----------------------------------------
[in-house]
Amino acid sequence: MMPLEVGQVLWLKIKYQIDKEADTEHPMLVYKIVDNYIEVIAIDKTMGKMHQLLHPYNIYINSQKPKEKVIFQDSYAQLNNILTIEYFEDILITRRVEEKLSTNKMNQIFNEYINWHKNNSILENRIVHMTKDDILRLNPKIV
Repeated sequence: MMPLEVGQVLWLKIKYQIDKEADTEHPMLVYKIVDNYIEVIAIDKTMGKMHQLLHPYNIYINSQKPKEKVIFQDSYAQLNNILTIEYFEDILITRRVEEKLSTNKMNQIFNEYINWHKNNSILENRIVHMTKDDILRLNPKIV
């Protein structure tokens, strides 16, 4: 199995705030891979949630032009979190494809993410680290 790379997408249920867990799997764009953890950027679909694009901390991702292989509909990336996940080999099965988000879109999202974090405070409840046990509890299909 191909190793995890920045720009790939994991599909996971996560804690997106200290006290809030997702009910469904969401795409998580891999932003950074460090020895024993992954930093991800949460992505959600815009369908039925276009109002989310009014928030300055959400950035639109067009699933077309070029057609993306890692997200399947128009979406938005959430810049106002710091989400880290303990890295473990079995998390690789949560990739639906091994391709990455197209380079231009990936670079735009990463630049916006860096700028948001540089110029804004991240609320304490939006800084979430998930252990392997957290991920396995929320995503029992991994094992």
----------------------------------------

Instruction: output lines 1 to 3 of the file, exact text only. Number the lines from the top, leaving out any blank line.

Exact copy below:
[in-house]
Amino acid sequence: MMPLEVGQVLWLKIKYQIDKEADTEHPMLVYKIVDNYIEVIAIDKTMGKMHQLLHPYNIYINSQKPKEKVIFQDSYAQLNNILTIEYFEDILITRRVEEKLSTNKMNQIFNEYINWHKNNSILENRIVHMTKDDILRLNPKIV
Repeated sequence: MMPLEVGQVLWLKIKYQIDKEADTEHPMLVYKIVDNYIEVIAIDKTMGKMHQLLHPYNIYINSQKPKEKVIFQDSYAQLNNILTIEYFEDILITRRVEEKLSTNKMNQIFNEYINWHKNNSILENRIVHMTKDDILRLNPKIV